And since Harbor Point is still in the news and a host of other murky areas in city government are in desperate need of journalistic light – such as sewer contracts and minority participation rules – that’s what we’ll continue to do.

“THE TOP 30″
Stories since 2011 about Harbor Point and Related Developments:

Consultant for Harbor Point threatens to “go after” Stokes 8/14/13
Inside City Hall: First slug of Exelon merger money coming to City Hall 8/13/13
Council suspends rules, approves Harbor Point TIF subsidy tonight 8/12/13
About $95M in federal highway funds will be used at Harbor Point 8/12/13
Council “humiliated” by “arrogant display of corruption,” Stokes says 8/8/13
Council panel approves Harbor Point TIF as chairman storms out 8/8/13
Downtown opposition to Harbor Point TIF carries real weight 8/7/13
Fells Point group withdraws its backing of Harbor Point 8/7/13
Clergymen seek $25 million from Harbor Point developer for “community benefits” 8/5/13
Citizens are starting to question Harbor Point TIF subsidies 8/3/13
No affordable housing planned at Harbor Point 7/18/13
“Gold-plated” parks for Harbor Point? City is budgeting $59 million for them 7/17/13
Harbor Point hearing tomorrow expected to draw a crowd 7/16/13
Harbor Point developer is a no-show at hearing 7/11/13
Harbor Point won’t start paying property taxes to city until 2025 6/10/13
Harbor Point: Do we really need $89 million in bells and whistles? 6/7/13
Major tax break for downtown developers set for approval today 4/8/13
BDC staff recommends $107 million TIF tax break for Harbor Point 3/28/13
Ready or not, Central Ave. is destined to be our new main street 10/4/12
City Council approves tax-break plans for two harborfront developments 9/11/12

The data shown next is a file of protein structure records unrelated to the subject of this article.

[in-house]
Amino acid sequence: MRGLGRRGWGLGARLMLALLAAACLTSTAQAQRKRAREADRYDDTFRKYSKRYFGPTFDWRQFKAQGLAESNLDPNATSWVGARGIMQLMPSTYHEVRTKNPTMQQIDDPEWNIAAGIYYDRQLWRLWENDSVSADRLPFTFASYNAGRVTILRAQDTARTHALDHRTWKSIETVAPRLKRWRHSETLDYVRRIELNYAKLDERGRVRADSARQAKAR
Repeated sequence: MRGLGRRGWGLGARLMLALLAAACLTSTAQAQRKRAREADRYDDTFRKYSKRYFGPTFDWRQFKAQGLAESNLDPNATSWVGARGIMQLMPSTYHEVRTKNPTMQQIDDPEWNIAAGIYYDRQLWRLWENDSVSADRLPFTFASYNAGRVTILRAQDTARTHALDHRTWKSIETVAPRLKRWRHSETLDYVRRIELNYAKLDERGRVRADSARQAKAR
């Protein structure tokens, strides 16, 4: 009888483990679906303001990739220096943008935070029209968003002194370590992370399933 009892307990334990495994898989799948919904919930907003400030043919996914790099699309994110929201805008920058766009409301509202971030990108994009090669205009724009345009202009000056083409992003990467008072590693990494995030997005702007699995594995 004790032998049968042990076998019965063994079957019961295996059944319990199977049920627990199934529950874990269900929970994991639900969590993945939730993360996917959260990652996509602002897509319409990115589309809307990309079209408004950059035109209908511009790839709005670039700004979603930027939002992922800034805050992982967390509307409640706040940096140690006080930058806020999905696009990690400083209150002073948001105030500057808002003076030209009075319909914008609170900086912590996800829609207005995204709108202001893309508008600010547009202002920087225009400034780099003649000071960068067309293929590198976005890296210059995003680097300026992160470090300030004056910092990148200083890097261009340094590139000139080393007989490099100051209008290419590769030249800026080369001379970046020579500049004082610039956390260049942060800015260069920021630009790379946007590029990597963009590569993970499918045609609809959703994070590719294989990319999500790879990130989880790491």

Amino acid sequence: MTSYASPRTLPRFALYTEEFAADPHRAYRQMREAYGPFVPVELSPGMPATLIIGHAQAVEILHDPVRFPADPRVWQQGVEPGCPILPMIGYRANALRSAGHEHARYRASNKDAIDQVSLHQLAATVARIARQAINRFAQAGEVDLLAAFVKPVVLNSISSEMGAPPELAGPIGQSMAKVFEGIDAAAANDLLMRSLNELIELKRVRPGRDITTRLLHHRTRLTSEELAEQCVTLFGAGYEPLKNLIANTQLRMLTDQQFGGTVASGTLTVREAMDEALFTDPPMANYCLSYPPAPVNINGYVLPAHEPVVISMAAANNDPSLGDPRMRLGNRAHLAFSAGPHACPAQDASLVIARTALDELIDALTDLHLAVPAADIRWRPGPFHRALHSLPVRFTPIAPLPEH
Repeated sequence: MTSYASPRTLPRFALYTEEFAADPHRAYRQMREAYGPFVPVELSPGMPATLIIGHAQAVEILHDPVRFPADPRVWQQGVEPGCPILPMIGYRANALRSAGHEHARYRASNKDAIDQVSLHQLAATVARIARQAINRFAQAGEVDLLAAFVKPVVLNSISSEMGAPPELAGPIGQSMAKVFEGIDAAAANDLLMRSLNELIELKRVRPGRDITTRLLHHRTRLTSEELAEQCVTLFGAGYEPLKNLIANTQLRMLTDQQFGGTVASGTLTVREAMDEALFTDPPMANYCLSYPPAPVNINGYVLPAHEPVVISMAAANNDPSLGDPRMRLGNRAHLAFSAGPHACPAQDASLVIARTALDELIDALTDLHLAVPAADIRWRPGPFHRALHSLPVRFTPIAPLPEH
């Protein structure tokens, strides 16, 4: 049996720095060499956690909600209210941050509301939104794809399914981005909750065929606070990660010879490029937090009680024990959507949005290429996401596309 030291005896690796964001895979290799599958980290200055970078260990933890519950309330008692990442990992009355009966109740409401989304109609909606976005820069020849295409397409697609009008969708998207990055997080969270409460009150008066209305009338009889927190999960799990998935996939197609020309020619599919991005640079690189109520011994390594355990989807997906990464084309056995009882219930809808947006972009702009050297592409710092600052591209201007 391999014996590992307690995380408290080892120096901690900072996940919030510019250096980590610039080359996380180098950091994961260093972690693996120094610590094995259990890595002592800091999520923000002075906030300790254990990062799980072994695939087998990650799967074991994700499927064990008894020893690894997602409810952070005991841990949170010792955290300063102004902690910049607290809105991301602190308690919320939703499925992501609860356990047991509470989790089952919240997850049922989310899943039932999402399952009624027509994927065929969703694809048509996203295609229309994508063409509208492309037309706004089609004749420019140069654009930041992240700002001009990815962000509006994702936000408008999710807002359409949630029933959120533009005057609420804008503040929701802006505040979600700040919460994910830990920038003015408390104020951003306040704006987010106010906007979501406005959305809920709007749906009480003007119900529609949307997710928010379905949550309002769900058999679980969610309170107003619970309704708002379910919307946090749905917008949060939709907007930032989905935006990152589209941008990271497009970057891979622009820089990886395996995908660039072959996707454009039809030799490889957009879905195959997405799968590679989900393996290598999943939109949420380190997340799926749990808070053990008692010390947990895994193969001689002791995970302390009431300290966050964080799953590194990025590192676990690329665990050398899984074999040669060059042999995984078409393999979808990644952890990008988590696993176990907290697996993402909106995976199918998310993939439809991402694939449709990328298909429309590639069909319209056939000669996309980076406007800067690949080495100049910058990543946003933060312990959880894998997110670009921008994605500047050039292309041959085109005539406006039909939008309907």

Paterakis group seeks to restore a lucrative tax break for Harbor Point 8/2/12
Paterakis wants to boost size of Harbor Point by two-thirds 7/5/12
Proposed Under Armour TIF financing violates city’s own guidelines 5/22/12
Why Exelon chose Harbor Point over downtown – more like suburbia 2/9/12
Eastward ho! Baltimore business marches away from the Inner Harbor 2/1/12
City pushes ahead with Paterakis’ Harbor Point 11/23/11
A taxing tale of two Baltimore hotels 11/15/11
Behind the dry debate over tax breaks: juicy political maneuvering 11/11/11
Subsidies to developers should be prioritized and better monitored, task force says 11/9/11
Tax breaks for developers – economic development or corporate welfare? 7/14/11


Harbor Point saga tailor-made for The Brew
  • ushanellore

    This stinks. My God–how do they get away with these Faustian pacts?

  • alexbenjm

    Sobering and valuable insights indeed. I realize that wishes and political realities make for difficult choices to be made and everybody can’t be satisfied. Still important lesson in how easily things can get lost in the all too sunny press releases and sweeping away of the murky areas under the carpet.